We have had a fairly peaceful week at home. Chores and "attitude" are being addressed even more firmly than before - and it's "working." The degree to which Chef must miss out on things/events/comfort, etc., before it matters to him enough to make a difference is pretty incredible.
Chef is presently missing out on his free time in the evenings because free time comes after chores and responsibilities have been taken care of. Chef has chosen not to put his laundry in for the past couple of weeks, and most of his clothes have once again "disappeared." The clothing piece truly is a mystery at this point, since Chef almost always has someone in the same room with him here at home now. The best I can figure is that he is still slipping things into nooks and crannies in the storage room where the washer and dryer also live and where he often is by himself with myself or Chef's sister in the next room. Another possibility is that he is once again sneaking them into the garbage bag right before taking the garbage out. On Monday, he had at least five pairs of socks in his room. Last night he informed me that he has none left and doesn't know where they are. I reminded him that I've been reminding him to put them into the hamper and that he's been taking them there. "Yes, but they aren't in there now and I don't know where they are."
Chef has $12 in allowance from the past few weeks. ($2.minimum per week, $8. maximum if he takes care of his chores/responsibilities, with numerous opportunities to earn money through other ways at home). In order to receive his allowance on Saturday, he has to have completed his chores and needs to have not tantrummed or "given attitude" on Friday and Saturday. Hopefully this weekend will see us over at the thrift shop so Chef can buy a bag of rags (to replace the ones he's gotten rid of in his ongoing attempt to not have to do any chores) and more socks and other clothing items to replace the ones that have recently "disappeared." Compared to previous years, he has come such a long way in learning/understanding/accepting the natural consequences of his choices, learning how to be a contributing member of his family/community/society as a whole, etc - if only the hygiene and willingness to do chores would come along as well! Tantrumming continues to be a work in progress. It is clear that Chef is not "out of control" during his tantrums. It seems as though Chef specifically chooses to use tantrums.
Some of the other bigger pieces in past years have been going to school/wanting to just be at home and not do anything, stealing, lying, and hoarding.
What's Made A Difference?
Willingness to Go to School:
-Supportive school staff
-Computer Use at school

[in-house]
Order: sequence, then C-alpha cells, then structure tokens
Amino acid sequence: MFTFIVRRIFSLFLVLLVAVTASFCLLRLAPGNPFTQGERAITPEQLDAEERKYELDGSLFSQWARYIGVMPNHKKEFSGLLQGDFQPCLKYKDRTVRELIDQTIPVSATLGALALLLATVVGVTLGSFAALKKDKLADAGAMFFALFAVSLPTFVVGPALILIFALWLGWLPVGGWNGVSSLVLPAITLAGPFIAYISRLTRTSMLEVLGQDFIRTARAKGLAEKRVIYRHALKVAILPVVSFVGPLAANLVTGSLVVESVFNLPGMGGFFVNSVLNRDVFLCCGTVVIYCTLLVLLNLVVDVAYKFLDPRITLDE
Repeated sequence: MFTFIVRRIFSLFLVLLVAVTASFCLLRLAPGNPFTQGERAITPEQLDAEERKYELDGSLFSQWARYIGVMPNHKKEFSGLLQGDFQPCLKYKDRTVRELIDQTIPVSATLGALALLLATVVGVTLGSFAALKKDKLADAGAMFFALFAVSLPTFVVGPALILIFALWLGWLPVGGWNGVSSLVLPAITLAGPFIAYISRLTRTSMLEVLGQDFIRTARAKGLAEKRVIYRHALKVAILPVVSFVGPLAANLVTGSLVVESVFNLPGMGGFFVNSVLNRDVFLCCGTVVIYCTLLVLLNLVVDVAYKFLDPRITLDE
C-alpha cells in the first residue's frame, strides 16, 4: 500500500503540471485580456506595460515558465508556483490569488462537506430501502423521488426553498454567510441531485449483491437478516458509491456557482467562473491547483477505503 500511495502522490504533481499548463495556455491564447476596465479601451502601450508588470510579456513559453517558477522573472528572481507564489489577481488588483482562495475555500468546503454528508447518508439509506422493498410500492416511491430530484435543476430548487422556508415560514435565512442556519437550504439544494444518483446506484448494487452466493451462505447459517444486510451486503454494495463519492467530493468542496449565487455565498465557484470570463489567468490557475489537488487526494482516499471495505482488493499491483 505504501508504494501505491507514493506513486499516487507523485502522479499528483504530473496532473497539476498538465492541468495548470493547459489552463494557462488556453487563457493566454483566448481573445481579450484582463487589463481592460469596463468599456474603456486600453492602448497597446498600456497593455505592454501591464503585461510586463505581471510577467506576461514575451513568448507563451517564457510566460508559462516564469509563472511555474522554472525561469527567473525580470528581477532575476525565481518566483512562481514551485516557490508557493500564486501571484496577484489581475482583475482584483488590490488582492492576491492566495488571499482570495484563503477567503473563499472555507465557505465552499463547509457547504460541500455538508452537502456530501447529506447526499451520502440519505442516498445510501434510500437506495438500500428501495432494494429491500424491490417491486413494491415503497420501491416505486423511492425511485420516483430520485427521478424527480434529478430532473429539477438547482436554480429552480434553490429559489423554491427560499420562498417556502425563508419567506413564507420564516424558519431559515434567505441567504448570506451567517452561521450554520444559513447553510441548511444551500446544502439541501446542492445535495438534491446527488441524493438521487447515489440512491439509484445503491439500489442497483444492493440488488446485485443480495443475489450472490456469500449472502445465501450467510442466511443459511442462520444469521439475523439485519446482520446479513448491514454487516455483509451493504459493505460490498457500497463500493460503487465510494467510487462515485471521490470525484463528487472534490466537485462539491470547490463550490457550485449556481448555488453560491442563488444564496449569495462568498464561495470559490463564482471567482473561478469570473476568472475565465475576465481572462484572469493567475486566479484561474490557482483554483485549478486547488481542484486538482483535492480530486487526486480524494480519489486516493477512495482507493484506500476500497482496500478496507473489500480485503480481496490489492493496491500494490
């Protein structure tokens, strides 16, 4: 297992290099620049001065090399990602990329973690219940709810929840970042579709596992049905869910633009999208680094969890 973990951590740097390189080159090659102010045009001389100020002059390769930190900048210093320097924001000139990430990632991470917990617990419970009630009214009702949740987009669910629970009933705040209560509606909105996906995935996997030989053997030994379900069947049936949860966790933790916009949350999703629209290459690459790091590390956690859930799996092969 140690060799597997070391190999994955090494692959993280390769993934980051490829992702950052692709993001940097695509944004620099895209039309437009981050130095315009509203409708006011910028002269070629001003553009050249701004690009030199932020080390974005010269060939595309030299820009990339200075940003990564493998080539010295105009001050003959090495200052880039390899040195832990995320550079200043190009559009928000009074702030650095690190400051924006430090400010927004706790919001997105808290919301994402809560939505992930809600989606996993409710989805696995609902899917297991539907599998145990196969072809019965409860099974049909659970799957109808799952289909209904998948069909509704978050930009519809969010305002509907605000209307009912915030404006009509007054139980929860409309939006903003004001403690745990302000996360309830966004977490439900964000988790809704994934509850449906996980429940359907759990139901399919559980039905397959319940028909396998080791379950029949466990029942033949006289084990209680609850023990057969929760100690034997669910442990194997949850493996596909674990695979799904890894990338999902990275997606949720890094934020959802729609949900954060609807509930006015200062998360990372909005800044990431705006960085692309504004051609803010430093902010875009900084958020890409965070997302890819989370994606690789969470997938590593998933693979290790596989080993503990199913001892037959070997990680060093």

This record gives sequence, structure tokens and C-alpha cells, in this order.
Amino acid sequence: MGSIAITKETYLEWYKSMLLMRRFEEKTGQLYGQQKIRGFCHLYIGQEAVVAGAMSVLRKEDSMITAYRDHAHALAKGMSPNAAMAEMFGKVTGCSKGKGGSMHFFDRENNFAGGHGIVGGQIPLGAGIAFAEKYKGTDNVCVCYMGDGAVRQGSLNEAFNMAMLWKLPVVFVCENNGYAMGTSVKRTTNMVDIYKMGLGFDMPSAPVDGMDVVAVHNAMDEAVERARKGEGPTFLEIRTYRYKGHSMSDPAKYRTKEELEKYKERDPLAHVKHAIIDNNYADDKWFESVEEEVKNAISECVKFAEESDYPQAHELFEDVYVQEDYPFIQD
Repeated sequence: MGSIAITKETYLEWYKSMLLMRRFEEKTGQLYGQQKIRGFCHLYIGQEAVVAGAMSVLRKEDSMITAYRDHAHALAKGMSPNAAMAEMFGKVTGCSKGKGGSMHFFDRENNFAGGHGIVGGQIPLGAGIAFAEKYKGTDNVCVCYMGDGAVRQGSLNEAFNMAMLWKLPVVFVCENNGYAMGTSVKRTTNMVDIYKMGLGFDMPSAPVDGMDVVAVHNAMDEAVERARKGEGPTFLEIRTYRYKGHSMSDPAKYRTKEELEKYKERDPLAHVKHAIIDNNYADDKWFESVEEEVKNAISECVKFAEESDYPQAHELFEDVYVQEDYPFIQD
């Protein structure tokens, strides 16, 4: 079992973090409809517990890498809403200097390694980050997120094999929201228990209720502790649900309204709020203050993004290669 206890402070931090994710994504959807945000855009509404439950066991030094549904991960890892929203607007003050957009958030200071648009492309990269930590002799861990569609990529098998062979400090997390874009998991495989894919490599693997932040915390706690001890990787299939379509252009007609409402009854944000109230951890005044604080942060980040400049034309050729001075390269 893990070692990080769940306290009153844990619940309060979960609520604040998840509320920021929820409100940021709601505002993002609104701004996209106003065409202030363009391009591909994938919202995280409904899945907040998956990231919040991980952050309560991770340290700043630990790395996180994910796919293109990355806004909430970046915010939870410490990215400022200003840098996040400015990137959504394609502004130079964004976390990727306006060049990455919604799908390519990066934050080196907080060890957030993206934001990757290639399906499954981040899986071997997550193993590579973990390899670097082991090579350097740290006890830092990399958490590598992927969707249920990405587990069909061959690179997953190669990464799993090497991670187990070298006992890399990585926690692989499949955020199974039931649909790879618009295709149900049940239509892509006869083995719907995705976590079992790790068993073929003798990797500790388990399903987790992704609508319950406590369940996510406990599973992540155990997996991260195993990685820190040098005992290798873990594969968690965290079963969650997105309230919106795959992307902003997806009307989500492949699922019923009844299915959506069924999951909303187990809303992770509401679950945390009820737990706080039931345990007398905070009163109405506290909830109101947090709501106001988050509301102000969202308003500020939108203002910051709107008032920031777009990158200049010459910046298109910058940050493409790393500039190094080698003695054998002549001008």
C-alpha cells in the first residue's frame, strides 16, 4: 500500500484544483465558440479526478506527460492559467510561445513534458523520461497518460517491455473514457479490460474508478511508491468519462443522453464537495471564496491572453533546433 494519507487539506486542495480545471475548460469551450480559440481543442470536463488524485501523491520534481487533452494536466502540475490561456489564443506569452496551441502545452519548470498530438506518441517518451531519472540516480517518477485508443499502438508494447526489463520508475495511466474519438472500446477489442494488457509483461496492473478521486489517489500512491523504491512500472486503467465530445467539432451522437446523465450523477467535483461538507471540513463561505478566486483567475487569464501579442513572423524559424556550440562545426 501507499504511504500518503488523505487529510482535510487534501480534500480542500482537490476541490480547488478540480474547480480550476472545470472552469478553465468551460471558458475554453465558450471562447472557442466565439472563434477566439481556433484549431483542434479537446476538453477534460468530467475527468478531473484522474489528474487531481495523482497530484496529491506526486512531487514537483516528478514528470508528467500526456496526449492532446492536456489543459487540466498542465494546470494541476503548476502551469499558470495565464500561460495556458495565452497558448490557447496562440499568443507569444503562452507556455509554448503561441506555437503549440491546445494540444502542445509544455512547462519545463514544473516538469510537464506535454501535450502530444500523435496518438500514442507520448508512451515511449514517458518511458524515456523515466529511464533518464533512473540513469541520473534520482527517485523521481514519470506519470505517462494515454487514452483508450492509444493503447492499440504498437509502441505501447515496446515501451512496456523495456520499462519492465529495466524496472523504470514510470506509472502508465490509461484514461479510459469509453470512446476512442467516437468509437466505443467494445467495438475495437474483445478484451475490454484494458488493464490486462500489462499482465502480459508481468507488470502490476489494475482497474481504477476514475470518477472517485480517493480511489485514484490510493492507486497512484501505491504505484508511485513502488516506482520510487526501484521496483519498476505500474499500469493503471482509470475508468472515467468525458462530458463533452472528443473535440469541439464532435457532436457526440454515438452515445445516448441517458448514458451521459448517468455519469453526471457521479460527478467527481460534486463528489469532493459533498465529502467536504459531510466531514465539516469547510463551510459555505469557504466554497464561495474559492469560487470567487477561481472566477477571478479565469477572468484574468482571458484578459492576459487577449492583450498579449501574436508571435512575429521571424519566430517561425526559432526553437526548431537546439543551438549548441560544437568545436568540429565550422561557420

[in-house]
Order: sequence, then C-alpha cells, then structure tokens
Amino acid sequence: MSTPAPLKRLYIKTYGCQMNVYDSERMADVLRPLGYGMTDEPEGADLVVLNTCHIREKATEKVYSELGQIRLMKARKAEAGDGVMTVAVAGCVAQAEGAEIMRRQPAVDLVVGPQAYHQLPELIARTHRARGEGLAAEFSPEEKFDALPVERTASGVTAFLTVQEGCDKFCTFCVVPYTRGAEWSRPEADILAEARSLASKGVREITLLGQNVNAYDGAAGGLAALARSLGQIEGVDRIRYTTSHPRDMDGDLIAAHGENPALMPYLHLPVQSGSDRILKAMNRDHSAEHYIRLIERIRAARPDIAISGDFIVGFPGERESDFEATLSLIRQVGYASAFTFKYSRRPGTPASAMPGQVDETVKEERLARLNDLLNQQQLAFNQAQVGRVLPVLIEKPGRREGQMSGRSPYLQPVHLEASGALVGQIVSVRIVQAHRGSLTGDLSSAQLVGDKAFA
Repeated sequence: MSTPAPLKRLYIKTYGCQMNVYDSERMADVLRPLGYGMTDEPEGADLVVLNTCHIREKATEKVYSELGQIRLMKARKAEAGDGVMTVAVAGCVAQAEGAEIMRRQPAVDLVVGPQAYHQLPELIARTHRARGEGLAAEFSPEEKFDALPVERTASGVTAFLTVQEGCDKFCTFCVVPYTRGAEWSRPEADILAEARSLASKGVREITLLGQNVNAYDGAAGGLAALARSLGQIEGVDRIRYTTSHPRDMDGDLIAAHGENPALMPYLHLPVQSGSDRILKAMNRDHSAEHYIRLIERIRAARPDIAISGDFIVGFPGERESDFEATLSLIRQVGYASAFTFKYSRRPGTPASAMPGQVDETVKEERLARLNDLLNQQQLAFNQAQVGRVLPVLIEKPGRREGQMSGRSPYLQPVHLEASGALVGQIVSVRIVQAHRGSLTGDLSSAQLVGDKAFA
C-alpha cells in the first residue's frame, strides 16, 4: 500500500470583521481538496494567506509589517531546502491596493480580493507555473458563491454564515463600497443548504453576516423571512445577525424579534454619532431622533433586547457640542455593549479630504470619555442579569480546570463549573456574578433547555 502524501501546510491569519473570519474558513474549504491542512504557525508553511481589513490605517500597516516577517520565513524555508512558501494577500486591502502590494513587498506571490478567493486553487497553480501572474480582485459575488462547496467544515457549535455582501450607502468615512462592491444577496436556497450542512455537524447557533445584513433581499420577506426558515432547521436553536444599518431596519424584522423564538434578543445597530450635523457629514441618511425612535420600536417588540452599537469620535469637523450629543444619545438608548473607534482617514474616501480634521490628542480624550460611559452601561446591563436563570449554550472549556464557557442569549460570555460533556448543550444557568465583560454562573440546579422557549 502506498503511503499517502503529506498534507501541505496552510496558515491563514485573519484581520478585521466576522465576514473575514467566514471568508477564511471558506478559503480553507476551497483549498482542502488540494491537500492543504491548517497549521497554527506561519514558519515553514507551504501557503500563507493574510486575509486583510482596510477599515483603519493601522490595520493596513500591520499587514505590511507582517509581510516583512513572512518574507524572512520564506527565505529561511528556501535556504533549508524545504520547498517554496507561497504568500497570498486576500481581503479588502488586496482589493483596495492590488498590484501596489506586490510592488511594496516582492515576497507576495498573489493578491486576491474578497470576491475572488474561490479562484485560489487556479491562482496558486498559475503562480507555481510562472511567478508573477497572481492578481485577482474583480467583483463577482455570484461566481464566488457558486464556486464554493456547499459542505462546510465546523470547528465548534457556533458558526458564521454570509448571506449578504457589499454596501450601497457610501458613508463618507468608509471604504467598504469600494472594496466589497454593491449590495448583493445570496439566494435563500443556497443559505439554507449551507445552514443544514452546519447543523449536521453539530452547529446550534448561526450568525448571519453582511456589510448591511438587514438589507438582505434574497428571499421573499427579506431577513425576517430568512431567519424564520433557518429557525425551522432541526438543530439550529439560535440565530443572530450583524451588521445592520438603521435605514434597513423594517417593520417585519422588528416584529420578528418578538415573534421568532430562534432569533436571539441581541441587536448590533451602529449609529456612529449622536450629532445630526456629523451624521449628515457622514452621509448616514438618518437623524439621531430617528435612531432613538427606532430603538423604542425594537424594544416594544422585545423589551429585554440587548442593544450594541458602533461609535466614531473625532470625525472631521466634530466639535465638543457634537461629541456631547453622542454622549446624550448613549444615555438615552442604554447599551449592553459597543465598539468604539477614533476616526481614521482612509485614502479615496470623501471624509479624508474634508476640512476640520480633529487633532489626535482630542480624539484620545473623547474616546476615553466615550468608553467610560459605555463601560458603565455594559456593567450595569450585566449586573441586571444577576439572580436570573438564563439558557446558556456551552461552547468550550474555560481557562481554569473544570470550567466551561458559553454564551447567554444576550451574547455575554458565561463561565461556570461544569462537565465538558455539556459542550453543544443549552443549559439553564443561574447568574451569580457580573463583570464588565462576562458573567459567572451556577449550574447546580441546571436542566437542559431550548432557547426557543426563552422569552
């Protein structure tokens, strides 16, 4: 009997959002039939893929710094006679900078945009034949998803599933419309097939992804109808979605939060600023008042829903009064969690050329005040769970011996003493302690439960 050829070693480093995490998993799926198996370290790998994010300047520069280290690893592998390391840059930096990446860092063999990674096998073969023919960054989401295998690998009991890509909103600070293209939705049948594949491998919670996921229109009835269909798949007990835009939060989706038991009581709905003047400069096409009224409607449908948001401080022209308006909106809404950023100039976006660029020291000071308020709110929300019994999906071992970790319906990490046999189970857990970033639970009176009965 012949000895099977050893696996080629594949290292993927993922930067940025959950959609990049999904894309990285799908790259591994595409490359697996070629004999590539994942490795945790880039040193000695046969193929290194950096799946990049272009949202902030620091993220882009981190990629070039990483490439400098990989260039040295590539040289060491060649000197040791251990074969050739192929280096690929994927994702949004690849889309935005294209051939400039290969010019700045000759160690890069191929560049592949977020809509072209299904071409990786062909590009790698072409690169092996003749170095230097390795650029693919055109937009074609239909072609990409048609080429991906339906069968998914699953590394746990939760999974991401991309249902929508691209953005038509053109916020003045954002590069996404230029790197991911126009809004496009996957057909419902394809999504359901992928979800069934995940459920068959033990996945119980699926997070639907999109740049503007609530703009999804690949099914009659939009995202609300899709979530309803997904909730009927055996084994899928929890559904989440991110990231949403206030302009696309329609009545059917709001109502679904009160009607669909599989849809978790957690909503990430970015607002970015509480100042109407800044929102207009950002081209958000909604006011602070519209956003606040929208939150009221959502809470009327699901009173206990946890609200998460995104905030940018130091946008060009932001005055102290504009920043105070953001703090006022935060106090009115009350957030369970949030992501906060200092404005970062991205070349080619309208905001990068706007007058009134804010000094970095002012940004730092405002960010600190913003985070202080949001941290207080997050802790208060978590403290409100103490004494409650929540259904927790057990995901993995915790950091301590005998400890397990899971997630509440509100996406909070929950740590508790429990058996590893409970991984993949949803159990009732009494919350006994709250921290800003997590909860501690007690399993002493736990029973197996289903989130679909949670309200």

-"Not At All Fun" theme at home on days Chef doesn't attend school when expected
-Having an adult supportively velcroed to Chef at home,at school,in the community
(if Chef is on his own and there is something he sees that he wants, it's his)
-Chef does a "self-check" as soon as he walks in the door from school
-I often (not always) watch Chef get off the bus and walk to the house to ensure
he is no longer stashing stolen goods in the yard before coming inside
-A lock on my bedroom door, money kept put away
-Stolen items removed immediately upon discovery, expected resitution
-Having an adult supportively velcroed to Chef
-Chef also does "a self-check" before going upstairs at night, as well as one
when he returns to the main floor if he has been in the basement
-Regular room checks and careful kudos to Chef (because sometimes compliments go
the wrong way in Chef's mind) for any small successes
-Immediate removal and expected restitution for items
-When Chef is caught in a lie, he is reminded that we are all a team and that
a team works together. He is expected to return to the person to whom he
has lied and be truthful.
Overall, Chef appears to be much happier and calmer, and have a growing sense of awareness and pride, as he experiences successes in these areas with the required supports. He seems to have a stronger understanding and acceptance of what is acceptable (what works) and not acceptable (what doesn't work) when it comes to how Chef interacts with his environment and the people around him. The hope is that a lot of the rote learning will be habitual by adulthood so Chef has a few less issues to deal with as an adult in the world.
This blog was initially set up as a means of communicating with my son's team. Since then, I've heard from other parents with similar stories. If you are living with challenges or journeying alongside someone who is, you are not alone. There are many of us. I'm a single adoptive Mom (http://richesofsimplicity.blogspot.com/) of a young man who lives with many abilities and many diagnoses. We have journeyed together through many challenges and a few adventures over the years as my son has tried to find space in this world that makes him feel more comfortable, an attempt made especially difficult when living with Attachment Disorder, PDD-NOS (Autism), Developmental Coordination Disorder, ADHD, prenatal substance exposure, etc. Some of the strongest elements used in this journey have been music, visual arts, therapeutic parenting, team-connection, boundary-setting, boundary-setting, boundary-setting, communication skills, community-building, continual lifeskills training, and elements of Theraplay. (Click here for some written resources.) On this journey, there is laughter and tears and growth and hope. The greatest of these is hope.